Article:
Must gracefully handle dropped connections


• Can offer support for replication and local caching


• Different implementations sit in different places on
complexity/feature scale


SECTOR AND SPHERE


Sector: Distributed Storage
System



Sphere
: Run
-
time middleware that supports
simplified distributed data processing
.



Open
source software, GPL, written in C
++.



Started
since 2006, current version
1.18



http
://sector.sf.net


Sector

Brief Definition


Sector is an open source data cloud model.


Its Assumptions: Presence of a high bandwidth
data link among the racks in a Data Center and
also among different Data Centers. Also, that
individual applications may have to process large
streams of data and produce equally large output
streams.







SECTOR: DISTRIBUTED STORAGE SYSTEMS

SECTOR: DISTRIBUTED STORAGE SYSTEMS


Sector stores files on the native/local file system of each slave
node.


• Sector does not split files into blocks


Pro: simple/robust, suitable for wide area


Con: file size limit


• Sector uses replications for better reliability and availability


• The master node maintains the file system metadata. No
permanent metadata is needed.


• Topology aware


SECTOR:WRITE/READ

•Write is exclusive


•Replicas are updated in a chained manner: the client
updates one replica, and then this replica updates
another, and so on. All replicas are updated upon the
completion of a Write operation.


•Read: different replicas can serve different clients at the
same time. Nearest replica to the client is chosen
whenever possible.






SECTOR: TOOLS AND API



Supported file system operation: ls, stat, mv, cp, mkdir,
rm, upload, download


Wild card characters supported


•System monitoring: sysinfo.


•C++ API: list, stat, move, copy, mkdir, remove, open,
close, read, write, sysinfo.





Sector: Architecture Sector manages its data with the
help of the following components.



Security Server :
Authenticates the clients and the slave
servers


Master Server
: Contains File Meta Data, Schedules the
work among the slave servers.


Slave Servers:
Contains datasets divided amongst them
in the form of Linux files.






Sphere:


A Brief Definition Sphere is a programming model built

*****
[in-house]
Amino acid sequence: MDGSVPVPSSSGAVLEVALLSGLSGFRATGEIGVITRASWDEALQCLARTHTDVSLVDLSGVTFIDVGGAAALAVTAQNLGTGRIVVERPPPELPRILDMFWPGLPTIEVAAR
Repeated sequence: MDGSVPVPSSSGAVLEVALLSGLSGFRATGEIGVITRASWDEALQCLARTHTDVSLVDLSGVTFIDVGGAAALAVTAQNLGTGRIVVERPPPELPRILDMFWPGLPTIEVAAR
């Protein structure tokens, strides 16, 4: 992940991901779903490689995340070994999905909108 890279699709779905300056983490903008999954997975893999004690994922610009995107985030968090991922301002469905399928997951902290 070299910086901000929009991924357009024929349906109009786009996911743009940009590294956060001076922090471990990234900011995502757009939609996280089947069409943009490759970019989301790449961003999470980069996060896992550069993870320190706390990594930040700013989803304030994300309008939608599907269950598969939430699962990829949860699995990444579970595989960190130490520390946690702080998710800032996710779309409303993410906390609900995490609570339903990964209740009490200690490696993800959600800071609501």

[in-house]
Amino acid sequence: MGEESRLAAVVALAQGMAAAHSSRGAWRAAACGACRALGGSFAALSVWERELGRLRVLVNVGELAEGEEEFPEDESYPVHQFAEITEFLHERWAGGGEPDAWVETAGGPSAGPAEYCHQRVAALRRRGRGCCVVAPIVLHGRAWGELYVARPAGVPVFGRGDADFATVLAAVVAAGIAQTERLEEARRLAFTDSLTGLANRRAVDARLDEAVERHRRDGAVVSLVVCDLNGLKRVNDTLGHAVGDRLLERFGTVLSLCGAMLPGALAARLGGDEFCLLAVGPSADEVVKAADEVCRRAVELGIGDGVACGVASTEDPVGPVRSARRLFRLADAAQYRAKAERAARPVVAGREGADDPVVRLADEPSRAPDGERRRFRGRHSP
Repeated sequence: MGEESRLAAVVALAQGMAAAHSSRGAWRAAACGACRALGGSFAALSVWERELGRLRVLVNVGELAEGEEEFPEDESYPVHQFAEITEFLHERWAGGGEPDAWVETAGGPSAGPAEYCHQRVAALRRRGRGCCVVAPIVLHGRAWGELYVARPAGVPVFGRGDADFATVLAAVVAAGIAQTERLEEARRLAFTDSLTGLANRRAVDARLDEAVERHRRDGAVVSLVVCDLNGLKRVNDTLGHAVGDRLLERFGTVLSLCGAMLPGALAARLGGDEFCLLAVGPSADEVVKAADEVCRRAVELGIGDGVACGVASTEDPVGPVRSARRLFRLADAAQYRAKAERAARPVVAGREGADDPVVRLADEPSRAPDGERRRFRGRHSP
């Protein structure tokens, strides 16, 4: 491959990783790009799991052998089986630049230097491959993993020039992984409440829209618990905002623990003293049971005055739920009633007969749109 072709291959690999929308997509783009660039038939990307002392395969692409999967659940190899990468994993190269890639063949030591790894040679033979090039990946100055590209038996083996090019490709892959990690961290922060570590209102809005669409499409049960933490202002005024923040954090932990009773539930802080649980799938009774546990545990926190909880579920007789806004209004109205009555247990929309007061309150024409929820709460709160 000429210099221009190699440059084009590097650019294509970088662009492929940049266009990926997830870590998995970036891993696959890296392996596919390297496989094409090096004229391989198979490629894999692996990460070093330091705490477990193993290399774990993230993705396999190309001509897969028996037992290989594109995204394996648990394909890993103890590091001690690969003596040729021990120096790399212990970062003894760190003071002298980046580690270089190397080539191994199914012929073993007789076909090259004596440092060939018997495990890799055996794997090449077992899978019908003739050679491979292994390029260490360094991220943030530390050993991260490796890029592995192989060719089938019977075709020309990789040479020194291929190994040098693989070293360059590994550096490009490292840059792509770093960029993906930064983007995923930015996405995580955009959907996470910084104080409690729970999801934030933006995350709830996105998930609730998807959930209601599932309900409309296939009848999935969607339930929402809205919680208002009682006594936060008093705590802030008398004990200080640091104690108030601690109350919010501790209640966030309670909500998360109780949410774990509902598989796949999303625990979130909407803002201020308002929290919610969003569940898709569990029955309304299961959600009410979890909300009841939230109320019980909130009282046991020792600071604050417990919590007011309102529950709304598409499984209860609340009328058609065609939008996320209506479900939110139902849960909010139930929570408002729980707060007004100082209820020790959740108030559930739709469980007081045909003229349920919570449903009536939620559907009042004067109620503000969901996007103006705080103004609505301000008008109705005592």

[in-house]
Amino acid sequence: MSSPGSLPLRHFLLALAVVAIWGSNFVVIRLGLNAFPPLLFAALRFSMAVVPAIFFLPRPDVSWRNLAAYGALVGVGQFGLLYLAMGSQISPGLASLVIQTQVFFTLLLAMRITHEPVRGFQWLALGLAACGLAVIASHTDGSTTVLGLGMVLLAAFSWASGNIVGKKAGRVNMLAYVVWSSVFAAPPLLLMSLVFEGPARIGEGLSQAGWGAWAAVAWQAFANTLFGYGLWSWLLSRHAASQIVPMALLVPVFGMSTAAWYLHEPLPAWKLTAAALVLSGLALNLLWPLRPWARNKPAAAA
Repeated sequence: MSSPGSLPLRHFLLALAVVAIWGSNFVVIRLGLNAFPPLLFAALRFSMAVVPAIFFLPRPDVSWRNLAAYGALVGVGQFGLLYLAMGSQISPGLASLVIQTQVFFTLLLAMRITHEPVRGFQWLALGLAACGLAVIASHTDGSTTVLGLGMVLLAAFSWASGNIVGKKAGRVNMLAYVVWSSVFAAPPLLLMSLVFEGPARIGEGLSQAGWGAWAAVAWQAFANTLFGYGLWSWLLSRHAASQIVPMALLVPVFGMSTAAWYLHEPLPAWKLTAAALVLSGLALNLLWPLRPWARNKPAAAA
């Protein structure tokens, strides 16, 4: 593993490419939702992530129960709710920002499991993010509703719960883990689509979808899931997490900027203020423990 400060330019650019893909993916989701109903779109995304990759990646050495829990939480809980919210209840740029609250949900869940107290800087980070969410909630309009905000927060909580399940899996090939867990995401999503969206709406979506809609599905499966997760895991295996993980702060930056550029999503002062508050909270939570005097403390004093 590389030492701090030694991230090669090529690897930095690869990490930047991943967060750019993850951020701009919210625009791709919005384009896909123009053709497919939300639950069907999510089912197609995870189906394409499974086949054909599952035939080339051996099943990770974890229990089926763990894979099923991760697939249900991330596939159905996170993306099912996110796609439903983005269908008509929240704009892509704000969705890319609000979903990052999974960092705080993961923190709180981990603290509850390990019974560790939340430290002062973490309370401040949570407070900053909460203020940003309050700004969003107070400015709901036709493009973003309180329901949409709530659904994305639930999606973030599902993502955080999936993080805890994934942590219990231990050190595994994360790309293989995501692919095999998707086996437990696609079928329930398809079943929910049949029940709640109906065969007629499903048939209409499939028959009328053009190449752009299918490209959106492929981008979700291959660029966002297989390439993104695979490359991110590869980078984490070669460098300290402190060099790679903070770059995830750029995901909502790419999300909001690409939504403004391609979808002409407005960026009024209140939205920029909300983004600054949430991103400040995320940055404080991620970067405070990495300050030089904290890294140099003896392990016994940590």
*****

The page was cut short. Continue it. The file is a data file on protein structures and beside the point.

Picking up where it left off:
over the Sector architecture of data cloud.



It falls under the Single instruction Multiple Data
Category from Flynn’s taxonomy.





Sphere

:



Computing

Model

Sphere

identifies

the

individual

records

in

a

file

with

the

help

of

index

files
.


Each

record

or

a

bunch

of

records

are

treated

as

independent

data

entities

that

can

be

processed

in

Parallel

by

different

slave

nodes
.

Similar

to

data

parallelism
.


These

slave

nodes

are

managed

by

Sphere

Processing

Engines(SPE)

and

the

SPE

are

scheduled

by

Sphere
.


Multiple

stages

of

SPE

can

be

coupled

together
.



MAP REDUCE


Similarity to Map Reduce Sphere model is quite similar
to Map Reduce because both of them deal with data
parallelism and allow coupling of at least two stages of
processing elements.



Map Reduce shuffles the data among the slave nodes in
the second stage whereas Sphere allows the output of the
first stage to be distributed among different processing
nodes of the second stage.




References

[
1] Wikipedia; http://
en.wikipedia.org/wiki/Atomicity


[2] M. T. Harandi;J. Hou (modified: I. Gupta);"Transactions with
Replication";http://www.crhc.uiuc.edu/~nhv/428/slides/repl
-
trans.ppt


[3] Randy Chow,Theodore Johnson, “Distributed Operating Systems &
Algorithms”,
1998


[4] "Overview of the Distributed File System Solution in Microsoft Windows
Server 2003
R2";http://
technet2.microsoft.com/WindowsServer/en/library/d3afe6ee
-
3083
-
4950
-
a093
-
8ab748651b761033.mspx?mfr=true


[5] "Distributed File System Replication: Frequently Asked
Questions";http://technet2.microsoft.com/WindowsServer/en/library/f9b9
8a0f
-
c1ae
-
4a9f
-
9724
-
80c679596e6b1033.mspx?mfr=true


[6] http://code.google.com/edu/parallel/dsd
-
tutorial.html


[7] http://code.google.com/edu/parallel/mapreduce
-
tutorial.html


[8]http://static.googleusercontent.com/external_content/untru
sted_dlcp/labs.google.com/en/us/papers/gfs
-
sosp2003.pdf


[9]http://arxiv.org/ftp/arxiv/papers/0809/0809.1181.pdf